‘Granny Librarian’ Mrs. Kiepe enjoys teaching
Rachel Kiepe is enjoying her new job as librarian at Philadelphia Elementary School.
And the students are getting to know her.
“My granddaughter goes to school here,” Kiepe said. “They are calling me Granny Librarian.”
As she settles in, she sees students in grades pre-K through sixth once, sometimes twice a week. Stop by her class anytime during the day and you’ll find her reading to students while teaching reading.
“Our big push this year is trying to restart the accelerator reading program,” Kiepe said. “They have been without a librarian here for little while and did the best they could. But we are kind of starting over.
“Mrs. (Lisa) Hull wanted for me to read to the kids. I do a lot of reading. I am also pushing vocabulary words and doing it in a real unique way.”
Kiepe believes the library should have a major teaching role in the school.
“It should be the center of the school and the center of curriculum,” said Kiepe. “We do a lot of online learning which is great, but there is something about being able to have books in print that we can manipulate and turn pages. To me, it is easier to comprehend when you have that printed page in your hands.”
Through a grant, school purchased scrabble boards which have been mounted to the walls.
“We are using the boards to teach kids how to spell a word,” Kiepe said. “We show what the word meanings are through scrabble dictionaries; how to build words.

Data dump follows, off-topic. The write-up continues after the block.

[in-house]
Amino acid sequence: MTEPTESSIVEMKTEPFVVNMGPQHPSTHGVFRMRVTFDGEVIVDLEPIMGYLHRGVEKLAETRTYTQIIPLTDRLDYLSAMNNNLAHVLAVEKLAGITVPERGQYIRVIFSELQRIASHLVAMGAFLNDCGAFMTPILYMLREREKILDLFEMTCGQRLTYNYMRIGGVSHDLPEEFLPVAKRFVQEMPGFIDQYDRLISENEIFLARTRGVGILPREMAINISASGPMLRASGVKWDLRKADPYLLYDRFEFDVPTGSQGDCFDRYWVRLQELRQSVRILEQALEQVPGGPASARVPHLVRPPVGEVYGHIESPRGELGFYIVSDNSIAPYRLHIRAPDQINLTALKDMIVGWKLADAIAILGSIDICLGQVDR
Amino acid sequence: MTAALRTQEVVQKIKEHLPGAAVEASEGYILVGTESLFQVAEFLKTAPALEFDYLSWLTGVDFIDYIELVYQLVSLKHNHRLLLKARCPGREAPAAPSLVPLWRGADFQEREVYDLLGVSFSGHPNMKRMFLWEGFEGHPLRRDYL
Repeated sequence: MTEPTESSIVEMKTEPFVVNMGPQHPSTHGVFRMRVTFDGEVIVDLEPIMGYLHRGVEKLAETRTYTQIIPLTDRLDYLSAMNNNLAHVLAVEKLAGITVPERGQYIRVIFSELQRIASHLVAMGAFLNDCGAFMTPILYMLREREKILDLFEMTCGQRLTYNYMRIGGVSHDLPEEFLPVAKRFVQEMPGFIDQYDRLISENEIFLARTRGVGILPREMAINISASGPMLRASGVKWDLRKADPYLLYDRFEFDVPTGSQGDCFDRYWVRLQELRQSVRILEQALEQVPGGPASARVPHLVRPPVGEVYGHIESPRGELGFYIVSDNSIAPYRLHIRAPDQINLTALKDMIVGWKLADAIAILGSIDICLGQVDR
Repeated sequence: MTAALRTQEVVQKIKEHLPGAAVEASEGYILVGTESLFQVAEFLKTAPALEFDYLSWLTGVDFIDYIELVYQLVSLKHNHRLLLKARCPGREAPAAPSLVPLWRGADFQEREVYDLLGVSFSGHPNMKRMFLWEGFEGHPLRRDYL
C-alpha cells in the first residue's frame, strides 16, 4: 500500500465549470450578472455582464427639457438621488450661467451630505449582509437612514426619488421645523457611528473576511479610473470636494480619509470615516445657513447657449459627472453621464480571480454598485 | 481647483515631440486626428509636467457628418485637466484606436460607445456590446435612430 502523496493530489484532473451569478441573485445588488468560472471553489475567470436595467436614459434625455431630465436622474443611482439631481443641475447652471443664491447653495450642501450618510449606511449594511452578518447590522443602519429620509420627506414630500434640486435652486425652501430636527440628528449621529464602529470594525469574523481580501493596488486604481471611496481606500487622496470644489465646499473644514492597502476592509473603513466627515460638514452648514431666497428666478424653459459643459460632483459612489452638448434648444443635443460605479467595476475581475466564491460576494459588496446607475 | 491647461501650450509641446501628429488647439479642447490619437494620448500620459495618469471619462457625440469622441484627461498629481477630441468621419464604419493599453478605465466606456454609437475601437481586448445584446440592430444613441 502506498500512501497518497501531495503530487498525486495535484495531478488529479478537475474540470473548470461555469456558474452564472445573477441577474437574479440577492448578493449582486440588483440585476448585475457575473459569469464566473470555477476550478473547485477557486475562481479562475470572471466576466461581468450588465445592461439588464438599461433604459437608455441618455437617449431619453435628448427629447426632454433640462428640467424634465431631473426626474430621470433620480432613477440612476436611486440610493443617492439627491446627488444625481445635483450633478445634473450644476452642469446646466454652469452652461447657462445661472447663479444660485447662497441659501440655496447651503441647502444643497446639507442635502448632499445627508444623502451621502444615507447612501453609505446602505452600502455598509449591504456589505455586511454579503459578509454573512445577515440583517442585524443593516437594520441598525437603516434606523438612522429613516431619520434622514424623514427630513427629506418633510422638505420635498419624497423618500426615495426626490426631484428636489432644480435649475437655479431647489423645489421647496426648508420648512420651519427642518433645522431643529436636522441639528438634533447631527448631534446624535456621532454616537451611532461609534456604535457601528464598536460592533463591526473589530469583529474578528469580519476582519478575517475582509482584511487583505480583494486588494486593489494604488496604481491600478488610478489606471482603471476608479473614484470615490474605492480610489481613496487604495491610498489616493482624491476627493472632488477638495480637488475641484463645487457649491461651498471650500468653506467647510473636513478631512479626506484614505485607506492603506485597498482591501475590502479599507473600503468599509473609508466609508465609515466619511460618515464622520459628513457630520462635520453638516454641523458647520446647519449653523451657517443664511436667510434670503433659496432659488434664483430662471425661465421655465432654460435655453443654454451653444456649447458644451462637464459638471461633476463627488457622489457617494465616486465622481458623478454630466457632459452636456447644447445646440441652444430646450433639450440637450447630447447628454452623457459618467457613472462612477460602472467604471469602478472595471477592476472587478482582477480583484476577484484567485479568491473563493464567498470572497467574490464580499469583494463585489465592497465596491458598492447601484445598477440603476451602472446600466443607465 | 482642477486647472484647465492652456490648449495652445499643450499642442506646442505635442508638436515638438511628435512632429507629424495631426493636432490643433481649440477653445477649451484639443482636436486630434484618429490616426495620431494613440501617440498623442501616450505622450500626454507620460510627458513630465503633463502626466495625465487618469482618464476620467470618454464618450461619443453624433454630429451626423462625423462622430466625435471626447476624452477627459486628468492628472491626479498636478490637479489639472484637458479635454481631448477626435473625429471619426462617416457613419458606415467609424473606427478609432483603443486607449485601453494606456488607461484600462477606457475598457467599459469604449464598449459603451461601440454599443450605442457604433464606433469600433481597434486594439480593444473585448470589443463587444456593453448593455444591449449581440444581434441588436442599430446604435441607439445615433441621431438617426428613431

“We are getting ready to do book checkouts soon. I am still getting books processed.”
The school has recently acquired a set of puppets through a grant.
“We are getting the kids to learn new vocabulary words,” Kiepe said. “If you have a strong vocabulary, you will be a strong reader.
“They work in groups of two with the puppets. They will take a new vocabulary word, look it up in the dictionary, and write it in a sentence. Then they figure out how to act out the word with the puppets,” Kiepe said.
There is a puppet stage in the library that looks like a barn and use their puppet to tell a story. Not only are they using the words with the puppets but they are teaching their friends about the words, too.
“They learn how to spell it, the definition and how to use it in a sentence,” Kiepe said. “And they will learn how to act it out.”
Kiepe has students in centers while teaching library skills and how to use the library.
Originally from Memphis, Kiepe has been in education for around 30 years. She got her bachelor’s degree in early childhood education from the University of Memphis. She has a master’s degree in family therapy from Reformed Theological Seminary. She earned her library degree by an alternate route.
“I got into the library about 23 years ago,” Kiepe said. “I can say I have worked at all three school systems here in the county. I started at Pearl River Elementary with the Tribe. I worked there for 1½ years. Then I went to work at Neshoba Central and stayed 20 ½ years. I started here this fall.”
Kiepe has other irons in the fire. She helps her husband pastor a church in Cuba, Ala., on weekends.
She does an international education travel program. She had five international trips planned this year which were canceled because of the COVID-19.
“I love being a librarian and I am enjoying teaching here,” Kiepe said. “I am having a blast. The atmosphere here is wonderful. There is great teamwork and the kids are so sweet.”
Philadelphia’s Travis Creel is happy to have Kiepe working in his school.
“She is tying in so many levels of literacy,” Creel said. “She is working with the puppets and vocabulary words. We have an upper and lower grade word of the week.
“Also, a big part of our literacy is being able to retell a story once you have heard it. That fits right in with the puppets. She has set the bar high.”